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Unit 2 (P1, P2, M1): The Functions of Computer Hardware Components

Explain the function of computer hardware components (P1)

Internal System Unit Components


The Motherboard, also known as a Printed Circuit Board (PCB) is one of the internal components in a computer. The main function of the motherboard is to hold important components like the processor and it provides connections to other components which links everything up in the computer. For example, if there was no motherboard, then when I press a key on the keyboard, it would not register and nothing would happen.

Basic Input-Output System (BIOS)

The Basic Input-Output System (BIOS) is built into the PC, and is the first code run by the PC when it is powered on. The main function of the BIOS is to load and start an Operating system (OS). When this code is initiated, it then starts to check and verify the internal components like the CPU and HDD to see if anything is working the way it should. If something is wrong it will print out an error message on your monitor to say it’s not working correctly. When you insert a USB or CD, the BIOS starts to load the software on it to give the computer control. This process is called booting.

Power Supply Unit

The Power Supply Unit (PSU) changes Alternating Current (AC) from a wall socket to low-voltage Direct Current (DC) to operate the internal components and peripheral devices.

Fan & Heat Sink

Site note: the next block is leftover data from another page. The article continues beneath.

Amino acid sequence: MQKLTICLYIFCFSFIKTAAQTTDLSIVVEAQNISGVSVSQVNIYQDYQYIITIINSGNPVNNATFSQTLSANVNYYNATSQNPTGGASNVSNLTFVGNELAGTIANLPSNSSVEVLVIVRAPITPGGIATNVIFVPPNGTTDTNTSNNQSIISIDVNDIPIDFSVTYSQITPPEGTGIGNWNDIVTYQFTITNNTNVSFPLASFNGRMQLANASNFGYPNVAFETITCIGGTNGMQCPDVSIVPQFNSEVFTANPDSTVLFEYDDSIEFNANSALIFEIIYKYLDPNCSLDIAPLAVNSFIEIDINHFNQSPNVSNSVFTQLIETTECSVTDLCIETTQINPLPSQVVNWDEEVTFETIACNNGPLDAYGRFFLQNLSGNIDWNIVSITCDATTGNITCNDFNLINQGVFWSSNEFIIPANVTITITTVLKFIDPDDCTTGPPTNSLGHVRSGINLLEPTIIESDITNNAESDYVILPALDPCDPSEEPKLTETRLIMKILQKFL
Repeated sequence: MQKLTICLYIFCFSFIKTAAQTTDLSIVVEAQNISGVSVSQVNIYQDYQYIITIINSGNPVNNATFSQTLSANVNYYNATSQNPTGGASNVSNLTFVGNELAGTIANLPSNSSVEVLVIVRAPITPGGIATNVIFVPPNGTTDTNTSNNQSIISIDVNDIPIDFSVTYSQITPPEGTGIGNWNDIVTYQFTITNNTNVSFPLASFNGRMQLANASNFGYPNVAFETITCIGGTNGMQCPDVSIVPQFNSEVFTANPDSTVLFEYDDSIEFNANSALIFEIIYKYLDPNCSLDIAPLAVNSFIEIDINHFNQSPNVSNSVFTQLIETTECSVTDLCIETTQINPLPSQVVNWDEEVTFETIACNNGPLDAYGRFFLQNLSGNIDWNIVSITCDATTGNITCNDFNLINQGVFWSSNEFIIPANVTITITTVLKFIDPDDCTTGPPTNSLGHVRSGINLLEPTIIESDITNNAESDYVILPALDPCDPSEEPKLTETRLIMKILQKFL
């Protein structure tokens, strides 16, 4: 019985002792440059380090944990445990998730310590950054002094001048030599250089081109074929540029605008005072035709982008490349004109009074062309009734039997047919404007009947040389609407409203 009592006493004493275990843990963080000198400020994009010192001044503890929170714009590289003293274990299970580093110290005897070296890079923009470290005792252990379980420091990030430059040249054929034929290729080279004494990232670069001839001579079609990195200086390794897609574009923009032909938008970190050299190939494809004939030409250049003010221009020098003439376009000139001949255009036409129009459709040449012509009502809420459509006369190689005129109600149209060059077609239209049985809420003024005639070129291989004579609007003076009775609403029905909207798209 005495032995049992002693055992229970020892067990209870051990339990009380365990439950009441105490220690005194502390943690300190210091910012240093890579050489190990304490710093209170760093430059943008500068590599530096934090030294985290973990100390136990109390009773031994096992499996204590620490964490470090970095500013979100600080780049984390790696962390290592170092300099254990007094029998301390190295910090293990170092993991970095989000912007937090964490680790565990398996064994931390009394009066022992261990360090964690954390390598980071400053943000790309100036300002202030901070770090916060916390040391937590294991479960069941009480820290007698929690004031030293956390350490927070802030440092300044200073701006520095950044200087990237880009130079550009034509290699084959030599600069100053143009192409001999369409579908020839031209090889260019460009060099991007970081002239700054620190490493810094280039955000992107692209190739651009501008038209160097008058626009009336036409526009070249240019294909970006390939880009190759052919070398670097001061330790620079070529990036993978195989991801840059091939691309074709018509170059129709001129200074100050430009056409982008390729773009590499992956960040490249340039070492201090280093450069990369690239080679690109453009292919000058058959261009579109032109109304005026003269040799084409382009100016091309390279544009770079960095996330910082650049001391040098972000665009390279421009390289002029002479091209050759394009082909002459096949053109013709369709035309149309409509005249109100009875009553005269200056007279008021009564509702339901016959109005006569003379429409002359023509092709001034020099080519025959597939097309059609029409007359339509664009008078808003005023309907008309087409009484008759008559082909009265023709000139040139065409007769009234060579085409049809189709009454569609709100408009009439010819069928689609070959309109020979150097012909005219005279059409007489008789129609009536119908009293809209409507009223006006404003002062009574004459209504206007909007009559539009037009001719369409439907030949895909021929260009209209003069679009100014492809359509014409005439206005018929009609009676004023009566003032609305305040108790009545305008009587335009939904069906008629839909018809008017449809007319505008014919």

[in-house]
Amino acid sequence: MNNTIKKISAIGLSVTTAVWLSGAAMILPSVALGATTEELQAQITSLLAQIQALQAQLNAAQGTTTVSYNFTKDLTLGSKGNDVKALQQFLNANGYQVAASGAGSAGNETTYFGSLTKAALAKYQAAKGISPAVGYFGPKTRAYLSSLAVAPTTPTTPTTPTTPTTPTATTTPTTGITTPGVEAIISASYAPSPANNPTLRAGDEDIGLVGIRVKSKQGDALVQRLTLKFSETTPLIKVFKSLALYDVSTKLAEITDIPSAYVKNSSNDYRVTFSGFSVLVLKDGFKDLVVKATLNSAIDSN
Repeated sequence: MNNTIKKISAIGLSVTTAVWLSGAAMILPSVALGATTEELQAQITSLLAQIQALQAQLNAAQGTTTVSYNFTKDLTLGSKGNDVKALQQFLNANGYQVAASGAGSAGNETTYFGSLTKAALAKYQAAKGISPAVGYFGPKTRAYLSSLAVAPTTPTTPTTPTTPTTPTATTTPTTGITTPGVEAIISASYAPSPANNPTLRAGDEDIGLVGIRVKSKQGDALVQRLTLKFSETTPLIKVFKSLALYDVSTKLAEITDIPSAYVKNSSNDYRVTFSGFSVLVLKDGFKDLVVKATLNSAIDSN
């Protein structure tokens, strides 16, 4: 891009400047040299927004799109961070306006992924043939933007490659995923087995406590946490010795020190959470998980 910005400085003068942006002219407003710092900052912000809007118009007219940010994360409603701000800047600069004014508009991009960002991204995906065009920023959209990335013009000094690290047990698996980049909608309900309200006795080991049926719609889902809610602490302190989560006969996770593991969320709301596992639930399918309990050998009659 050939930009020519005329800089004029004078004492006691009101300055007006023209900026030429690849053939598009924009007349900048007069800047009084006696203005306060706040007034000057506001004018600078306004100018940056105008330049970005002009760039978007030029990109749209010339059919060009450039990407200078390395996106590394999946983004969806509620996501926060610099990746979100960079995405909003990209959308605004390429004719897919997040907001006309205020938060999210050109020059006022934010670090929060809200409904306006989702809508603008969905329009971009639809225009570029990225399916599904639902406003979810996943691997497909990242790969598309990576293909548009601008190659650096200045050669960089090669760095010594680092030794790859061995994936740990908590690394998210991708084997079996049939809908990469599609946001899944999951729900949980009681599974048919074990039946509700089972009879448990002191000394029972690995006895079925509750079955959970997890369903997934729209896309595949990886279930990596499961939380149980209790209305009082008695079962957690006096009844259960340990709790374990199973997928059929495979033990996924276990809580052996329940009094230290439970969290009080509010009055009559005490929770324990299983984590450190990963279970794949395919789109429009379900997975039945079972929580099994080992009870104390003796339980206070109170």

A Heat Sink is a device that uses a fan or a peltier to keep a hot component such as a processor cool. There are two heat sink types: active and passive.

Active heat sinks utilise power and are usually a fan type or some other peltier cooling device. Sometimes these types of heat sinks are referred to as a HSF, which is short for heat sink and fan.

Passive heat sinks are 100% reliable, as they have no mechanical components. Passive heat sinks are made of an aluminium-finned radiator that dissipates heat through convection. For Passive heat sinks to work to their full capacity, it is recommended that there is a steady air flow moving across the fins.

Random-access Memory (RAM)

The Random-access Memory (RAM) is where the operating system, applications and data is kept so that they can easily be accessed by the CPU. The data on the RAM is stored on here until the computer is turned off, this is called volatile memory. When the computer turns back on, the operating system and other data is loaded on again.

Read-only Memory (ROM)

The Read-only Memory (ROM) keeps its contents even when the computer is turned off. This is also known as non-volatile. Most personal computers contain a small amount of ROM that stores critical programs such as the program that boots the computer.

Hard Disk Drive (HDD)

The Hard Disk Drive (HDD) is used to permanently store data, documents, computer programs and the operating system. This is used to store large amounts of data in a computer system. The HDD is different from other memory components, this is because the HDD is non-volatile memory. This means that if the computer turns off, it does not lose its data stored on there.

Central Processing Unit (CPU)

The Central Processing Unit (CPU) is the brain of the computer which carries out instructions of a computer program. The CPU sits on the motherboard. All of the other hardware components and programs installed on the system has to go through the CPU before the function can be completed. When a function is sent, the CPU gets it from the RAM and any other hardware in order to process it. The CPU then reads the instructions linked to the task before sending it back to the RAM. There’re two types of data that the CPU handles. One is the data that needs to be processed and the other is the program code connected to the data. The programming code is a list of instructions on how the data should be handled and processed.